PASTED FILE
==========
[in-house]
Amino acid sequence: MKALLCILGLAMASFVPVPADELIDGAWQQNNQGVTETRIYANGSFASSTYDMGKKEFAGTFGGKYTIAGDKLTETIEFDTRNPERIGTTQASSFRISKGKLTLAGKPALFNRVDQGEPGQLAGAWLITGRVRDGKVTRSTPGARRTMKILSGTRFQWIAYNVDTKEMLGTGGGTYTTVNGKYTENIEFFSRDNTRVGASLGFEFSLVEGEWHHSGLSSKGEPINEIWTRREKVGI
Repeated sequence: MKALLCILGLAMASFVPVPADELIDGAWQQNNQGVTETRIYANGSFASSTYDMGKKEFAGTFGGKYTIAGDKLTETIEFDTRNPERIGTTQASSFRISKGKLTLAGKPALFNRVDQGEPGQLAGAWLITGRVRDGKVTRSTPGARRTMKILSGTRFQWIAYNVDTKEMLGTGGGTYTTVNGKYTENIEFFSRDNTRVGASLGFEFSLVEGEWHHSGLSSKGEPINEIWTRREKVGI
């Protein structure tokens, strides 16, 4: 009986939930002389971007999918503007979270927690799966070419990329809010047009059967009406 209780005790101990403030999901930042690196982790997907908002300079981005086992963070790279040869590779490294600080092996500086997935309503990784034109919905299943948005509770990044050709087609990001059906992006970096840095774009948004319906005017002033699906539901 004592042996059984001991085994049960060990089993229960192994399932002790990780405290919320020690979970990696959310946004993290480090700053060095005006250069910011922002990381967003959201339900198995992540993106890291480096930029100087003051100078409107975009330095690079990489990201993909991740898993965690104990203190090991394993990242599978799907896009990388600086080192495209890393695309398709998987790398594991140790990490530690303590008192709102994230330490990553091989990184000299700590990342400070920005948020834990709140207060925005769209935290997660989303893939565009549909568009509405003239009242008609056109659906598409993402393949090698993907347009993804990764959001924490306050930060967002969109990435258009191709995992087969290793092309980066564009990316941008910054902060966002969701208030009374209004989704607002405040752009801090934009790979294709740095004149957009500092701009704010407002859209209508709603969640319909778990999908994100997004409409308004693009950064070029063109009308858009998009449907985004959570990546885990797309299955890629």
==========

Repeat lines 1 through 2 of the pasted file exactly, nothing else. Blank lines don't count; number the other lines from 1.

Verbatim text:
[in-house]
Amino acid sequence: MKALLCILGLAMASFVPVPADELIDGAWQQNNQGVTETRIYANGSFASSTYDMGKKEFAGTFGGKYTIAGDKLTETIEFDTRNPERIGTTQASSFRISKGKLTLAGKPALFNRVDQGEPGQLAGAWLITGRVRDGKVTRSTPGARRTMKILSGTRFQWIAYNVDTKEMLGTGGGTYTTVNGKYTENIEFFSRDNTRVGASLGFEFSLVEGEWHHSGLSSKGEPINEIWTRREKVGI